(U.S 1966–1971, 1986–1989, 1993–1997, 2001–Current)
The Monkees (Michael Nesmith, Davy Jones, Micky Dolenz and Peter Tork) were pulled together in order to star in a successful comedy television show first aired on NBC in 1966.
The music for the series had been created by Don Kirschner and throughout the life of the band, many more esteemed songwriters added their input to The Monkees phenomenon, including Neil Diamond ("A Little Bit Me, A Little Bit You") and Carole King ("Pleasant Valley Sunday"). As time progressed the members of the band addressed the criticism which was leveled at them and began to exert more of a creative contribution; initially they had only provided vocals, by the third album Headquarters they were writing and playing much of their own stuff.
Pressure mounted for the fictional Monkees to tour, and by the British tour in 1967, they were sufficiently proficient to do so.
The band began to fracture in 1968 when Tork quit, exacerbated by Nesmith leaving the group in 1970. Shortly after that Dolenz and Jones lost the rights to call themselves The Monkees although they continued to tour. The whole band toured and reformed off and on throughout the ongoing years to varying degrees of success as their previous fame ebbed and flowed. Their 11th album Justus (1996) was, at last, their chance to create a 100% Monkees product.
Dismissing them as 'manufactured', seems harsh. Many other bands and singers have performed other people's music, lacing it with their own efforts. The Monkees did so with a certain amount of charisma, energy and humor; as a result they are, most certainly, entertainers in their own right. They released six albums with the full line-up, four of which hit No.1 on the Billboard chart, and several of their singles have found their place in public affections including "I'm a Believer", "(I'm Not Your) Steppin' Stone", "Daydream Believer" and "Last Train to Clarksville" [extract from Sound Unwound].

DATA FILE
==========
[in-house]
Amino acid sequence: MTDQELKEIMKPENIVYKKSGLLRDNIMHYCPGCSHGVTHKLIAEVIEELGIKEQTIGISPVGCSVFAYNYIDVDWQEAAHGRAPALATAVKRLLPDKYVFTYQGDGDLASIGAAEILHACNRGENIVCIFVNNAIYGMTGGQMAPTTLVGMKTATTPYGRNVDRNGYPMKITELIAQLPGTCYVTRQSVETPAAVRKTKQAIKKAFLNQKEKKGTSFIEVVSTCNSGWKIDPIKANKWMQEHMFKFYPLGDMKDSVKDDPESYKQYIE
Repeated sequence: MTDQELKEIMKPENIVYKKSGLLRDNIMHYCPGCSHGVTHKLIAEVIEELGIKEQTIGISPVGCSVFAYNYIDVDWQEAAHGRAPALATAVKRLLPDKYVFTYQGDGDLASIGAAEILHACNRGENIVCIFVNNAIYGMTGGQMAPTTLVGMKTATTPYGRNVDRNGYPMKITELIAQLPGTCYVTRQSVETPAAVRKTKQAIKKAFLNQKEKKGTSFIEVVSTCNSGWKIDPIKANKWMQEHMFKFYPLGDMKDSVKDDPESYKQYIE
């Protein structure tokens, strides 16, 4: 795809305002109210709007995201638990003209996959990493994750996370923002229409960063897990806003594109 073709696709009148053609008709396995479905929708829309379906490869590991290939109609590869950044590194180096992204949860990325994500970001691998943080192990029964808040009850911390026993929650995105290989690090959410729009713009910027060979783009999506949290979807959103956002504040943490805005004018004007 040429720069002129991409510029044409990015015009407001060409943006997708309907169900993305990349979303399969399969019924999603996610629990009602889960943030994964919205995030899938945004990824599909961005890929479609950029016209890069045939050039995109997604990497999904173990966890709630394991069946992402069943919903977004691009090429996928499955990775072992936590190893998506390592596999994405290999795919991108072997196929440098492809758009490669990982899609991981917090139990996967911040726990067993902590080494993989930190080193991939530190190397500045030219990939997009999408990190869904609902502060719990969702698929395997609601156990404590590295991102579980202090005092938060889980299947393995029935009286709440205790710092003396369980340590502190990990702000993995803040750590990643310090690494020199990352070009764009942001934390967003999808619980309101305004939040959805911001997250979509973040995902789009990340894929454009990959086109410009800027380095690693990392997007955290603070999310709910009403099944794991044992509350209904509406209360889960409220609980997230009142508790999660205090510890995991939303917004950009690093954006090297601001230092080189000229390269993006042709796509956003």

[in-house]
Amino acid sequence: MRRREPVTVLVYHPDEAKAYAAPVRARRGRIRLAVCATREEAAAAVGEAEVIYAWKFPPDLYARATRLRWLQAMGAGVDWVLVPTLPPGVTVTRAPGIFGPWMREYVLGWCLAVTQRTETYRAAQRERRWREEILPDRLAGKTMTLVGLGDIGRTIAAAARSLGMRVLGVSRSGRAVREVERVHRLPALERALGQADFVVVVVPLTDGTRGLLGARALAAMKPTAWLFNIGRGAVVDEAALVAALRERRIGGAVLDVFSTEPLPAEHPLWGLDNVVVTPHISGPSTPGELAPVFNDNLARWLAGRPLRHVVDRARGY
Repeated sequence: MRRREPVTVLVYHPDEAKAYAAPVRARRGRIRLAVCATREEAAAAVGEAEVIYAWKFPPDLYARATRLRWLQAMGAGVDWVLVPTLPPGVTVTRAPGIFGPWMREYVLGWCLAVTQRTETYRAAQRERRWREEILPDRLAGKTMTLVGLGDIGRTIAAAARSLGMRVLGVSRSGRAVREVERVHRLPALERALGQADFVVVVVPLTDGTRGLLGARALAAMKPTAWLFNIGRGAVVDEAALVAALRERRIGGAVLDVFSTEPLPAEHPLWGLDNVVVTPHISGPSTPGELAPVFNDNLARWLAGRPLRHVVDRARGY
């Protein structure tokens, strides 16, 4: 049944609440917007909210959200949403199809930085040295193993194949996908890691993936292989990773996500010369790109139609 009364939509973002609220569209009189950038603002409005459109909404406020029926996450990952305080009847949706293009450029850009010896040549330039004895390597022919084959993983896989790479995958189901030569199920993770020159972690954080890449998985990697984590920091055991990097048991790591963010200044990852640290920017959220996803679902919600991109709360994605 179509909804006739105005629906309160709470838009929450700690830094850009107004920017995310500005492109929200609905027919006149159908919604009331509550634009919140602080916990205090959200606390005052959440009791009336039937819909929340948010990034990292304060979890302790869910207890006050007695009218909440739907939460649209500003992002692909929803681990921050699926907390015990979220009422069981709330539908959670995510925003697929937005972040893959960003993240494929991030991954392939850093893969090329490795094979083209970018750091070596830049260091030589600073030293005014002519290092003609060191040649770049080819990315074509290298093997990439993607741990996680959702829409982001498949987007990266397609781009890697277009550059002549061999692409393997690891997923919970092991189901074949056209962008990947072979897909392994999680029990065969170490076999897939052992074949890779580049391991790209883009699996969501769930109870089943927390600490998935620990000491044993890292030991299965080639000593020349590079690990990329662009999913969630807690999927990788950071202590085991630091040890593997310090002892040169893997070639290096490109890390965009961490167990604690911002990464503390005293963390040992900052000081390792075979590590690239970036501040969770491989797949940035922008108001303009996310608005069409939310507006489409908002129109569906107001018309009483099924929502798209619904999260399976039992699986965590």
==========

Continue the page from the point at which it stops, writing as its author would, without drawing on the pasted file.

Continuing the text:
The 1967 Tour
The Monkees' 1967 summer tour commenced in Hollywood, California with a performance at the Hollywood Bowl. The instrumental lineup was similar to the first regional tour done a couple months earlier, with Micky on drums and tympani, Mike on lead guitar, Peter on bass guitar, keyboards and banjo, and Davy playing tambourine and the maracas. Davy would also occasionally play bass guitar when Peter moved to the keyboards and he would relieve Micky on drums during "Randy Scouse Git" and towards the end of “Mary, Mary.” Images of The Monkees performing and other selected footage were projected on large screens behind the band.
The 1967 concerts were critically acclaimed, and the crowds large and hysterical. The performances included a psychedelic light show, one of the first concert tours to feature such techniques. The last three North American dates (Seattle, Washington 25/8/67, Portland, Oregon 26/8/67 and Spokane, Washington 27/8/67) were recorded with the intent of releasing a live album. That album did not see the light of day until it was finally released as Live 1967 in 1987. The 12/8/67 performance at the Municipal Auditorium in Mobile, Alabama is a widely circulated bootleg recording. Summer 1967: The Complete U.S. Concert Recordings features four complete concerts from this tour, and was previously available as a limited edition release from Rhino Handmade.